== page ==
On another occasion I was asked to repeat a comment, but this time starting with the word “remember.” The reason was that this bit was right after a commercial break, so I had to remind the viewer what we were talking about. Great, I thought, that means they won’t be cutting that out. They’ll need it for continuity. None of that topic was in the final show.
Another major topic edited out was the captured alien. In the show, an alien lies on a table, but nothing ever comes of it. In the original scenario, the humans captured one of the harvester machines, and managed to use it against the aliens. The machine is mind-controlled, and I was asked to speculate on whether and how we might be able to learn how to control the machine. I went on about how human experimentation might crack the code. We would not have to learn to read minds, but only to map rough thoughts to the harvester’s subsequent behavior. It’s something I gleaned from transaction shell theory years ago. I threw in an inside joke for the benefit of WSFA members, but it was a bit too bizarre, and the entire sequence was cut anyway.
Later that evening, Matt Davis, who was flown in from California, was interviewed. He writes, “I was interviewed for a solid hour and shared all kinds of ideas about how humans act in response to disaster situations. I talked about theories of altruism, what makes people more resilient to trauma, and how Holocaust survivors coped with finding meaning in their day to day lives despite the horrors they were living through! From that they gave me… 25 seconds total when you combine the two scenes!” This boiled down to him merely saying, “People would be under a lot of stress,” he added. Matt also complained about the unflattering angle used in some shots. Chris joked, “I have the perfect face for radio.” Let’s face it – our job was to make Michelle look good by contrast.
I thought Chuck Gannon wrapped up the show extremely well (especially since I owe him a big favor) when asked whether humanity should really worry about preparation for alien invasion. My own answer was that we should, but not because of the remote chance of an actual invasion. We also need to prepare for asteroid collisions and, in my opinion, manned exploration of space. These activities would also have application in many invasion scenarios.
I already knew Chuck (but was unaware he could morph into Micho Kaku in that one scene) and was familiar with some of the other participants. It was a pleasure meeting Chris and Anne, who entertained us at lunch with stories of her adventures working on X-Files. She was great in the show, and I wish they used had more footage of her.
Another local lady that would have been great is physicist and SF writer Catherine Asaro. I suggested her to the producers, and they said they had contacted her agent, who had declined. At the eleventh hour I learned from Catherine that this was a mistake. She had been unable to attend the initial round of interviews, but could have done the pick-ups. The cast of experts was highly diverse, but women have long been under-represented in the sciences. As a consolation, Matt Koed commented that a woman with Ms. Asaro’s stellar resume and a countenance to match ought to be able to make a living as a TV personality. I hadn’t thought of all that, but it makes sense.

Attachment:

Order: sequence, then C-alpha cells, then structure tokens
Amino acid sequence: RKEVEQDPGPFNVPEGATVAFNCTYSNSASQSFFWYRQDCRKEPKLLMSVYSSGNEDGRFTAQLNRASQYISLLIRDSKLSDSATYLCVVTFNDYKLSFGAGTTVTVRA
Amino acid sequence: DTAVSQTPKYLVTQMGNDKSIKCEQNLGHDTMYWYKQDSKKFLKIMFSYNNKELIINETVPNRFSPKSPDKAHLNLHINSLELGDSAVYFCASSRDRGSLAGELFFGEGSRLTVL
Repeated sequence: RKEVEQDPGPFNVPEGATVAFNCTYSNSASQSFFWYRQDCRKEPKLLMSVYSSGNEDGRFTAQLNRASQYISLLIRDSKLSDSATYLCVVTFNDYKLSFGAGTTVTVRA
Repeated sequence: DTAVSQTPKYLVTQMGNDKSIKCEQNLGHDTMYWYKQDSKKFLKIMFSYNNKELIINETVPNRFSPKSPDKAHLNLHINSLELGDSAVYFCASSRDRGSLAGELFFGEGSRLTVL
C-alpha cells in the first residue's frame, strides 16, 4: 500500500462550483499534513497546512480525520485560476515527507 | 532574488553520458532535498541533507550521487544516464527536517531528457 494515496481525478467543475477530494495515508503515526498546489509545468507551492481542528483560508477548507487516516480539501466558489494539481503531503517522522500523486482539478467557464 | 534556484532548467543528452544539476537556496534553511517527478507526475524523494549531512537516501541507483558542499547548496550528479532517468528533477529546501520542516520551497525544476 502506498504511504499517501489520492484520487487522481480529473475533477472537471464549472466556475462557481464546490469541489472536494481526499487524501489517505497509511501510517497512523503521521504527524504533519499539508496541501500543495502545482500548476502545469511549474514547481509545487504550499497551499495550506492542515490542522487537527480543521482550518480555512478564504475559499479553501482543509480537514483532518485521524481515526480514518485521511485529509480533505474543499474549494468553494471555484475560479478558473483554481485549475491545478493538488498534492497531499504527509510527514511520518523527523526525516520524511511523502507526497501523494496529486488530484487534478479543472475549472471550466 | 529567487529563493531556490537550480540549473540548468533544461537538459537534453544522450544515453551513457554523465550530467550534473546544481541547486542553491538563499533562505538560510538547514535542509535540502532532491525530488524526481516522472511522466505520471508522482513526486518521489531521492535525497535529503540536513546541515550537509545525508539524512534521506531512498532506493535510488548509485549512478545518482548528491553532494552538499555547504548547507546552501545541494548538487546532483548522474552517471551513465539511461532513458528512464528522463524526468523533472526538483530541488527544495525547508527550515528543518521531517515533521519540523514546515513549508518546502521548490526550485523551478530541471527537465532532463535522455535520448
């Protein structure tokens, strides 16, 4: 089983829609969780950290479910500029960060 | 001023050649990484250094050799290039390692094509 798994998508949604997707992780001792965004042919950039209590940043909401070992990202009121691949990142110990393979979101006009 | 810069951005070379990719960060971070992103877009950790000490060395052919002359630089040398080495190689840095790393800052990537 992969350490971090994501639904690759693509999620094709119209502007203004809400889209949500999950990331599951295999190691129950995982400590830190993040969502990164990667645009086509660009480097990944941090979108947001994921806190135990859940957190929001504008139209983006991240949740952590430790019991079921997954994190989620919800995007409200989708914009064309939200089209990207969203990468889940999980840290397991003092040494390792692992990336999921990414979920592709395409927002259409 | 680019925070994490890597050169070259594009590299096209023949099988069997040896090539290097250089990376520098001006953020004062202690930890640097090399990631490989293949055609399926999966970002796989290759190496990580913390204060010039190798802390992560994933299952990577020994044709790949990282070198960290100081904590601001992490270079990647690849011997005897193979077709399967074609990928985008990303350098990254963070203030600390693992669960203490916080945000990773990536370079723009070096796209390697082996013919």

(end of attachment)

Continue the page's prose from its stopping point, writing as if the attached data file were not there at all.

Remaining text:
This show did make a good attempt to be realistic scientifically, and avoided a lot of idiocy that’s been plaguing Hollywood invasion movies for years. Okay, the mothership hovering below geosynch is a close encounter with Will Smith. The means of the virus spreading was an unnecessary eye-popping special effect. That the thunder well is, in my words “a long shot” is the underexaggeration of the century. But this is television, and I appreciate that. Being turned onto science justifies the means.
Besides, I think they did a fair job of rationalizing the thunder well problems in the end. The problem is, if you have a stationary cannon, which is what the well is, how do you aim the thing at something in space? With only a slide rule and the back of a napkin, it would be a miracle of timing. Then you have an irregular projectile flying through a turbulent atmosphere. The thing would tumble wildly. All these objections were neatly dismissed by the visual of the buckshot thunderwell spewing enough metal discs to ensure that at least a couple of them will hit. (Good thing they left out the plasma shield bit, which might have offered the aliens a defense against the flying snow saucers.)
For the initial US airing, poor Chris reported that his power went out, causing him to miss the show entirely. But this was not the night the lights went out in Georgia. I was on the homeward road from the Florida Keys. We found a decent motel at the last minute, and watched both showings in a town that smelled like a toilet. I-95 Paper mills, yeesh. I would have liked to have hosted a viewing party, but it was not to be.
The UK version of this aired two months after my shoot, on May 20, 2011. It was two hours instead of one, and was called “When Aliens Attack”. I presume Discovery changed the title because National Geographic had a similar show with that title out at the same time. Michelle Rodriguez was not in this version. Also, the UK version erroneously credited me with a PhD, which I do not have. Just an atrophied bachelors in astrophysics, I’m afraid.
For some reason the UK ad for the show featured only myself and Chris Weuve. The US ad featured only myself (for a handful of frames) and Michelle Rodriguez. This is not because I am important. I just happened to own the sound bites that fit the bill. I might have had bragging rights, had my love scene with Michelle not ended up on the cutting room floor. Hmm, there’s a song in there somewhere. “Love on the cutting room floor” – David Bartell, 17 August 2011
PS – I subsequently appeared in National Geographic’s EVACUATE EARTH in Fall 2012, and the spin-off series HOW TO SURVIVE THE END OF THE WORLD in 2013-2014.
“Zeno’s Roulette” is a novelette set in Larry Niven’s Known Space universe, specifically the Man-Kzin Wars series. However, I consider it only peripheral to Man-Kzin Wars; it is not a war story. The story appears in MAN-KZIN WARS XIII, available in bookstores and on-line.